Change. If the November election was about anything, it was about changing the political culture in Washington.
Well, last week in Richmond the Virginia Senate unanimously passed a bill that will dramatically change the culture of Virginia politics. Senate Bill 926 is the most important bill in this year’s General Assembly, in my opinion, and is being pushed by our own Senator Creigh Deeds. This bill, if it passes the House of Delegates and is signed by the Governor, will establish a Bipartisan Election Commission to redistrict Virginia’s House of Delegates, state Senate and congressional districts in 2011 and every decade thereafter.
Senator Creigh Deeds has been on a seven-year mission to eliminate partisan redistricting.
So why is Creigh’s bill so important? Because partisan redistricting has created a huge mess. Partisan redistricting means that the party in power in Richmond at the time of redistricting (every 10 years, after the census) decides how to redraw district lines. Inevitably, the party in control aims to protect their incumbents and maximize the number of districts friendly to their party, often ignoring issues of jurisdictional boundaries and compactness. Today, for example, Albemarle is part of four House and two Senate districts, and Senator Deeds has a seat that stretches from the West Virginia line in Alleghany County to the northeastern edge of Albemarle. Opposing party incumbents are often redistricted out of their seats: Republicans redistricted current State Democratic Chairman and then Minority Leader Dick Cranwell out of his delegate seat in 2001, and Democrats likewise redrew lines that left Congressman George Allen in the lurch in 1993, a move that backfired when Allen said fine, I’d rather be governor anyway.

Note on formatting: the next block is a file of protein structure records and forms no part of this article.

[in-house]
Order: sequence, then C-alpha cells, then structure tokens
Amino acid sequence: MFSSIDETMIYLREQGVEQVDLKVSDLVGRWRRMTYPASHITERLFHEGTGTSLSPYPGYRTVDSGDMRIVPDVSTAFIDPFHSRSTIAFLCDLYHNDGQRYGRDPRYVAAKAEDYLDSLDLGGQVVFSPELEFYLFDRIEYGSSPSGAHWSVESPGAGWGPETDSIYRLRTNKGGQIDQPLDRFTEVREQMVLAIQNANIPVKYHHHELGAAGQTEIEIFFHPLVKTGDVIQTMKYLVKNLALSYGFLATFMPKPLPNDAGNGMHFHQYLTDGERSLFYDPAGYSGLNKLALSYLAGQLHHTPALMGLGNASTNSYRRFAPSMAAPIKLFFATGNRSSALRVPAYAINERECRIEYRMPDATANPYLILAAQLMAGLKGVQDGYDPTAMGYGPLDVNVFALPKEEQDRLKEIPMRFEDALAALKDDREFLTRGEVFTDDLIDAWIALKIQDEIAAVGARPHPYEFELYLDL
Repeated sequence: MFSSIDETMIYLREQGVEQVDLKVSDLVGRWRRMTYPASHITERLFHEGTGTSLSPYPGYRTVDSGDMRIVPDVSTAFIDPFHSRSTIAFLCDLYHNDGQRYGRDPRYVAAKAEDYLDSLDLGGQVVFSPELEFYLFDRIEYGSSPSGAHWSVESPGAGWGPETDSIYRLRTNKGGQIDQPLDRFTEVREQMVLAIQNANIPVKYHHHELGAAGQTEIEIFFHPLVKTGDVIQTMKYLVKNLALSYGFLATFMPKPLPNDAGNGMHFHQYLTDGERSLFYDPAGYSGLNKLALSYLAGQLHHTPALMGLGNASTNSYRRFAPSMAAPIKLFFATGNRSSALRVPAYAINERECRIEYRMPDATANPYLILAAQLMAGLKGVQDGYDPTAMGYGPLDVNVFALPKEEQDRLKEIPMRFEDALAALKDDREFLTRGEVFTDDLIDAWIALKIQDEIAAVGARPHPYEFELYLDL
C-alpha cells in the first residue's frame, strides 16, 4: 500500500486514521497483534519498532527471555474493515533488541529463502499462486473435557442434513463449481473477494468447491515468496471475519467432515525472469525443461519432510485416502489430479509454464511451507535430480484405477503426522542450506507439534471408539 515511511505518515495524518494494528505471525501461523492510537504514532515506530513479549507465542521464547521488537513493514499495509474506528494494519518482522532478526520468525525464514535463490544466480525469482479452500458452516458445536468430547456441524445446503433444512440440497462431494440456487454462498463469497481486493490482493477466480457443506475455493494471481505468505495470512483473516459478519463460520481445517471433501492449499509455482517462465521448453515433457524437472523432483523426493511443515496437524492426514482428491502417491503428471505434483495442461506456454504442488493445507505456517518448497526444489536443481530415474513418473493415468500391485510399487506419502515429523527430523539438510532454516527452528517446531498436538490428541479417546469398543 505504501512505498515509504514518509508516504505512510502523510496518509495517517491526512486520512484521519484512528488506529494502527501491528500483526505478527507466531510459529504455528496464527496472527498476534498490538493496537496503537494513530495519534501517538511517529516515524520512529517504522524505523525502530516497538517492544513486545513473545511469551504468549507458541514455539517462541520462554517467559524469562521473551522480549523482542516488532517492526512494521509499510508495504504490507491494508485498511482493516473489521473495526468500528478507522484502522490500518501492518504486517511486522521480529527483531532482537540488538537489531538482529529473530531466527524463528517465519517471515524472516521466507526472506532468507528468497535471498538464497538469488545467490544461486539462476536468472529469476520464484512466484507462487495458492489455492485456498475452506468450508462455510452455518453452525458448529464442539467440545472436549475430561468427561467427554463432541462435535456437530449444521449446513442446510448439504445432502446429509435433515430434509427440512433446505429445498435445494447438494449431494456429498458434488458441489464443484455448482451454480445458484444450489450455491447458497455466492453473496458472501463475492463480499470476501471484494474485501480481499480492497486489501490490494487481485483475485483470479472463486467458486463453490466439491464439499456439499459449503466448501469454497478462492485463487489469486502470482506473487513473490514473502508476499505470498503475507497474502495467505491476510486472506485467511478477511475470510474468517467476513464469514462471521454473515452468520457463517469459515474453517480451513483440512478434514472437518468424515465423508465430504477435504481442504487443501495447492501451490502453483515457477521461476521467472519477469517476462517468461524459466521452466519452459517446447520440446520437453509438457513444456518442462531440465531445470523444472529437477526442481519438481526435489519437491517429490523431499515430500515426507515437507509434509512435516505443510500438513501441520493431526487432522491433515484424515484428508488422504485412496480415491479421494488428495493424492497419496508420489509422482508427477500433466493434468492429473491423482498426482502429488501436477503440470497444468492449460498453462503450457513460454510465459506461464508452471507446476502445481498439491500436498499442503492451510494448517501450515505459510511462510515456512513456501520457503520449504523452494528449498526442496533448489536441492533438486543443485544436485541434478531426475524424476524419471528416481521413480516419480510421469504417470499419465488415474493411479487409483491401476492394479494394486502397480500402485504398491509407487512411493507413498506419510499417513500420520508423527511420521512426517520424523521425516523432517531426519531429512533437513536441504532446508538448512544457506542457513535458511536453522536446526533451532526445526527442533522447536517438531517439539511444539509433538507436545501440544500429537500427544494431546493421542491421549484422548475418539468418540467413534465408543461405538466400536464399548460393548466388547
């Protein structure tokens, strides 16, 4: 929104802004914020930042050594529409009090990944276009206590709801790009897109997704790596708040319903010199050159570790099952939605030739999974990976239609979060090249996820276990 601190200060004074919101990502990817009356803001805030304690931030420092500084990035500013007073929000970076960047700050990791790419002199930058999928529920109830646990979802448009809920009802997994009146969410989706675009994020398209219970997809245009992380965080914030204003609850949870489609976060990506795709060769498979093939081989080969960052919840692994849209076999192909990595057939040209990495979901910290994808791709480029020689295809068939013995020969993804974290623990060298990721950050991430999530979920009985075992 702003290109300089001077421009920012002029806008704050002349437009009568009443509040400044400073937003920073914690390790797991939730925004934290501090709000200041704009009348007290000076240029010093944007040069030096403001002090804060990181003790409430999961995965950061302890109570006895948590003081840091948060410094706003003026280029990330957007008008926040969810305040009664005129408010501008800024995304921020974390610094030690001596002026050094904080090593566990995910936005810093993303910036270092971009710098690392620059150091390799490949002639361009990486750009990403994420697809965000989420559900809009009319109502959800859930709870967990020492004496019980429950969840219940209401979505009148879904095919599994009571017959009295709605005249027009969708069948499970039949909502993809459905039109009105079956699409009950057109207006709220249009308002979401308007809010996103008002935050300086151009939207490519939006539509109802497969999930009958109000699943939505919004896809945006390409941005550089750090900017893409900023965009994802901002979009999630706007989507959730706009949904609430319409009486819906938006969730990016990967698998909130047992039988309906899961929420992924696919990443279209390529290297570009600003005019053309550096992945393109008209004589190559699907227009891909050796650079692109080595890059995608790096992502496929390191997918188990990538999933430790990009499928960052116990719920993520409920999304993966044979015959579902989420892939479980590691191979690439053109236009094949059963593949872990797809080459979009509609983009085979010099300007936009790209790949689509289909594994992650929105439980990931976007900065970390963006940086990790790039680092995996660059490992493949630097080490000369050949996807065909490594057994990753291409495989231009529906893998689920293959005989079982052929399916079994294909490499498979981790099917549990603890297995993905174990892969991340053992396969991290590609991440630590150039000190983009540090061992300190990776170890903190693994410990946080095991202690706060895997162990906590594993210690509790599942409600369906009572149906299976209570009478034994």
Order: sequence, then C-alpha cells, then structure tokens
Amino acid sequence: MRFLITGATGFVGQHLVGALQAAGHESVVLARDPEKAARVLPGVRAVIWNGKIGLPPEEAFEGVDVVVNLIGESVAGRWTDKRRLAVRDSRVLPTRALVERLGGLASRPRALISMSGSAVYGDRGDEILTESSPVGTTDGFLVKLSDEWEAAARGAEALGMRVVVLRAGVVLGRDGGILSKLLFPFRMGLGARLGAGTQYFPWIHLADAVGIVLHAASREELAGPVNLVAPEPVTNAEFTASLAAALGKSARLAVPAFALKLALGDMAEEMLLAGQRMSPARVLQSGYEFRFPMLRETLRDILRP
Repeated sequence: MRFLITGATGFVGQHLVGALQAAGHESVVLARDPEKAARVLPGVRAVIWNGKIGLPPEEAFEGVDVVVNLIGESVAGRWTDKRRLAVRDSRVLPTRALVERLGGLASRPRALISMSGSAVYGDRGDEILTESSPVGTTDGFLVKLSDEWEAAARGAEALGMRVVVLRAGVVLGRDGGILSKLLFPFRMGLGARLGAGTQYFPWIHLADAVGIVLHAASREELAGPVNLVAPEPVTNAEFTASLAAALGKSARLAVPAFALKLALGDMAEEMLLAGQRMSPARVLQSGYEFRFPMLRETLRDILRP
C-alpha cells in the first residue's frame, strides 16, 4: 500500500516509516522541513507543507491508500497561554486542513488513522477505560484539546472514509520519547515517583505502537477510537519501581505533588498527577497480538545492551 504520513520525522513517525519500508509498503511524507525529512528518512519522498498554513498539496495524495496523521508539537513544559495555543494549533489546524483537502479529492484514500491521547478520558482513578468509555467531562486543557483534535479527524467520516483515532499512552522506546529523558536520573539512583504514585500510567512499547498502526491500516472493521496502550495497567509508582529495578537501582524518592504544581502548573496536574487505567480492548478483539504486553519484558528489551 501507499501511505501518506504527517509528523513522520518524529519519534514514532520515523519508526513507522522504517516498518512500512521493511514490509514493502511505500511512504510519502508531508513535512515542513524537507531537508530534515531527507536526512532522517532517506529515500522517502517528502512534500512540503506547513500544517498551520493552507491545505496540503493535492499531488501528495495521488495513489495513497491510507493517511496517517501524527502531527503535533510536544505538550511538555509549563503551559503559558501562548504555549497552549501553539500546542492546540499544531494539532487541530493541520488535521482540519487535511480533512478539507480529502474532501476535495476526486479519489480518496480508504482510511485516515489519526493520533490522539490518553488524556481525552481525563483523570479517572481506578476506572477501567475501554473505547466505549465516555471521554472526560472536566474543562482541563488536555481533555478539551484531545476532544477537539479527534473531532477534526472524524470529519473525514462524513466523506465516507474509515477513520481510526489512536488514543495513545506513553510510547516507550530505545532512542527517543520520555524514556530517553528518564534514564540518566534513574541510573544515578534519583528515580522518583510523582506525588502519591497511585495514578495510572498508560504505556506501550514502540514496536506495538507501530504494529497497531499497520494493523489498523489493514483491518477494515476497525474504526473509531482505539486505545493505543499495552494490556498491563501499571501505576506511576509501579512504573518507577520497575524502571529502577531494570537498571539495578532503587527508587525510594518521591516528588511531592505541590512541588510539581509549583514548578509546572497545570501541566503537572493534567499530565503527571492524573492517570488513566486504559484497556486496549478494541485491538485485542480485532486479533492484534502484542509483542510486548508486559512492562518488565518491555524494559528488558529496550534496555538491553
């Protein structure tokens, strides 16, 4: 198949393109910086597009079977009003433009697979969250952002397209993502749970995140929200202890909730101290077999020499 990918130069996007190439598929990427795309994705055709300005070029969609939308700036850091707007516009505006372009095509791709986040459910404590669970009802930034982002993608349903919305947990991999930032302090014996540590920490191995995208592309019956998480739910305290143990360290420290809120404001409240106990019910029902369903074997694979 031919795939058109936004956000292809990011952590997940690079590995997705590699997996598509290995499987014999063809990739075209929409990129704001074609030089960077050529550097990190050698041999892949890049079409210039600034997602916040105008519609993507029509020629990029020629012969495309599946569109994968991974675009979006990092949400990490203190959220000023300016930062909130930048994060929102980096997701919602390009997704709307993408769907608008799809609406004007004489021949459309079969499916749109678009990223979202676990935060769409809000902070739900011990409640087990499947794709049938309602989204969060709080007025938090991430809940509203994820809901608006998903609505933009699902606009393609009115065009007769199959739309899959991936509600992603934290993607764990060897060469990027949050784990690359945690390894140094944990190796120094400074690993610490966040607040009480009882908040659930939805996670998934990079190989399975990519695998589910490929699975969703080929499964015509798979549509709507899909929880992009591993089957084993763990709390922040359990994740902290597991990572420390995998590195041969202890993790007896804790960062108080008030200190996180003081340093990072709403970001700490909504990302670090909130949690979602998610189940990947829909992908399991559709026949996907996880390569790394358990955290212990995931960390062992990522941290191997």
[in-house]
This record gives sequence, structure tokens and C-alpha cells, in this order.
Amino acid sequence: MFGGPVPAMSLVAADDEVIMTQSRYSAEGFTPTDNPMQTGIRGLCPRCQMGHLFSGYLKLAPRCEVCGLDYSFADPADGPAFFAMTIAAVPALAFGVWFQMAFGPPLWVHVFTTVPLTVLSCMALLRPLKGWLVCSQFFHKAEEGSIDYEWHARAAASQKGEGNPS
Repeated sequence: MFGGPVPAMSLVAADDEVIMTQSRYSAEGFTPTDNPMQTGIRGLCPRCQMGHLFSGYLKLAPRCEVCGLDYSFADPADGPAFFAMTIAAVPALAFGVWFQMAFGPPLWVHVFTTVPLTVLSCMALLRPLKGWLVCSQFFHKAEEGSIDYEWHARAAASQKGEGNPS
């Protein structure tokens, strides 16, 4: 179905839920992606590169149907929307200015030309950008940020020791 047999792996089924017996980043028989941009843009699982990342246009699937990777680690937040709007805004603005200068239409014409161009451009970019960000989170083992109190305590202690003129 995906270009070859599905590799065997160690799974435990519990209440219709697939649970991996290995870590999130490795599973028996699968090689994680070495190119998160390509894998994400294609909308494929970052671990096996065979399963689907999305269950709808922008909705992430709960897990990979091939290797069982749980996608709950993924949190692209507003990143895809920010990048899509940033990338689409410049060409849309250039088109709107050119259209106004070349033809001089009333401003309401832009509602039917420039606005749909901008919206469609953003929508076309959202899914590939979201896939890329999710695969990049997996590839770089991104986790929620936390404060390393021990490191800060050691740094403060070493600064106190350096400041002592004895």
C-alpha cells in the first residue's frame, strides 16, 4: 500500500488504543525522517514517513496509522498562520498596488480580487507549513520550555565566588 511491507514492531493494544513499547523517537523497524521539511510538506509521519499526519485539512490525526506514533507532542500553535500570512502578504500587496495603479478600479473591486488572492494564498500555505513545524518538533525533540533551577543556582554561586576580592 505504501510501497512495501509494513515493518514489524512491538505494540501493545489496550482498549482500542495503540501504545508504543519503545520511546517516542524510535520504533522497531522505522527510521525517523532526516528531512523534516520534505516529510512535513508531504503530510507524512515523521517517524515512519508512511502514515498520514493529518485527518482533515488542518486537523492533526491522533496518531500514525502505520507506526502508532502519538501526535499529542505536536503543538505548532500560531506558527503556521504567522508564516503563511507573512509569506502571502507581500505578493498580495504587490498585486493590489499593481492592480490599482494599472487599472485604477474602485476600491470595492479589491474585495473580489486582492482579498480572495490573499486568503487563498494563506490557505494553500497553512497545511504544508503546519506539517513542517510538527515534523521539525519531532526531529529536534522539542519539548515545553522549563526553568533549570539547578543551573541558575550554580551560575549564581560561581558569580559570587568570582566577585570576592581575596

But boundaries are only part of the problem. Partisan redistricting creates “safe” districts for both parties. Elections become uncompetitive, to the point that the hard part is winning the Democratic or Republican nomination (just look at 2007, when neither Senator Deeds, nor Delegates David Toscano and Rob Bell, had opponents). Winning the nomination generally means appealing to the most partisan Democratic or Republican voters, so you end up with mostly very conservative Republicans or with very liberal Democrats in Richmond. And a state legislature incapable of working together, forging compromises or actually solving problems.
But the minority party, as it strives to regain power, moves to the political middle as the party in power drifts further to the left or right. Effective, get-things-done leaders like Creigh Deeds in the Senate (and David Toscano in the House of Delegates) mean that the Democrats will likely be in charge as we redistrict in 2011, with, in my opinion, Creigh Deeds the governor.
Which makes Creigh’s seven-year mission to reform this process all the more interesting. This is the third year his bill has passed the Senate, and is hopefully the charm for prospects in the House of Delegates (call your Delegate!). His bill requires not only that there be a bipartisan commission, but that districts be compact and contiguous, respect jurisdictional boundaries, and ignore the interests of incumbents. His bill will result in competitive elections, districts that make sense and legislators that can work together.
Change is coming, Virginia.
David Brown is a member of the Charlottesville City Council, and a former city Democratic Party chair.